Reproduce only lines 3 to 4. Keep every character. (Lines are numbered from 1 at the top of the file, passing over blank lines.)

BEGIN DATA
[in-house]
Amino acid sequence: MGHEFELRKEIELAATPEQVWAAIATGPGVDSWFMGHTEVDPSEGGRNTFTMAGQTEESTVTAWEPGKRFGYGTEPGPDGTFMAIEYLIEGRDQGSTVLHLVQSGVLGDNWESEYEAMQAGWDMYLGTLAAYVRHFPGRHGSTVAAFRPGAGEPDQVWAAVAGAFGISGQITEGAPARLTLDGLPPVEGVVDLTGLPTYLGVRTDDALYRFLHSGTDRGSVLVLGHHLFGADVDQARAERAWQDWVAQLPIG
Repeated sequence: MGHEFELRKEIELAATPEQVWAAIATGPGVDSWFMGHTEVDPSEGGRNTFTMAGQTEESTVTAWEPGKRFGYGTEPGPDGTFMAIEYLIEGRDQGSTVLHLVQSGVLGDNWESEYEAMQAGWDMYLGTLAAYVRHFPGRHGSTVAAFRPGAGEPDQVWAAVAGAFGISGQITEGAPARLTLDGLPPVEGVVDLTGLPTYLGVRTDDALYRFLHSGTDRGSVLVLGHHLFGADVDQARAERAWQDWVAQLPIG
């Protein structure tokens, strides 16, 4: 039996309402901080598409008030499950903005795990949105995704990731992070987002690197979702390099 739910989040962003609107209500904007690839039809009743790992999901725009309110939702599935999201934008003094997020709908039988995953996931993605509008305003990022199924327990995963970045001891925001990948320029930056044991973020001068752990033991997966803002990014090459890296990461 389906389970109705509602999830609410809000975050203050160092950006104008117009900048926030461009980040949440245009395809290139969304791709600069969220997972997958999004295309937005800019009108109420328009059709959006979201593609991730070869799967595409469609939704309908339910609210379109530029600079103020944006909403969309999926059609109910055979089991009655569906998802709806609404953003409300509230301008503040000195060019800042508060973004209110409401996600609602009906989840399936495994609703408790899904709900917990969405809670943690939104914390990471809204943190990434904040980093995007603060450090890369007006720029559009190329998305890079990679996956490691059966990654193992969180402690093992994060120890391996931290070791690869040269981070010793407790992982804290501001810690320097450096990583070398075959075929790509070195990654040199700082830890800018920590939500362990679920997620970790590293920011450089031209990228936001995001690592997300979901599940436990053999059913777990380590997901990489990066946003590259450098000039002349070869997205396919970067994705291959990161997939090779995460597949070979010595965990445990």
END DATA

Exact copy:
Repeated sequence: MGHEFELRKEIELAATPEQVWAAIATGPGVDSWFMGHTEVDPSEGGRNTFTMAGQTEESTVTAWEPGKRFGYGTEPGPDGTFMAIEYLIEGRDQGSTVLHLVQSGVLGDNWESEYEAMQAGWDMYLGTLAAYVRHFPGRHGSTVAAFRPGAGEPDQVWAAVAGAFGISGQITEGAPARLTLDGLPPVEGVVDLTGLPTYLGVRTDDALYRFLHSGTDRGSVLVLGHHLFGADVDQARAERAWQDWVAQLPIG
């Protein structure tokens, strides 16, 4: 039996309402901080598409008030499950903005795990949105995704990731992070987002690197979702390099 739910989040962003609107209500904007690839039809009743790992999901725009309110939702599935999201934008003094997020709908039988995953996931993605509008305003990022199924327990995963970045001891925001990948320029930056044991973020001068752990033991997966803002990014090459890296990461 389906389970109705509602999830609410809000975050203050160092950006104008117009900048926030461009980040949440245009395809290139969304791709600069969220997972997958999004295309937005800019009108109420328009059709959006979201593609991730070869799967595409469609939704309908339910609210379109530029600079103020944006909403969309999926059609109910055979089991009655569906998802709806609404953003409300509230301008503040000195060019800042508060973004209110409401996600609602009906989840399936495994609703408790899904709900917990969405809670943690939104914390990471809204943190990434904040980093995007603060450090890369007006720029559009190329998305890079990679996956490691059966990654193992969180402690093992994060120890391996931290070791690869040269981070010793407790992982804290501001810690320097450096990583070398075959075929790509070195990654040199700082830890800018920590939500362990679920997620970790590293920011450089031209990228936001995001690592997300979901599940436990053999059913777990380590997901990489990066946003590259450098000039002349070869997205396919970067994705291959990161997939090779995460597949070979010595965990445990």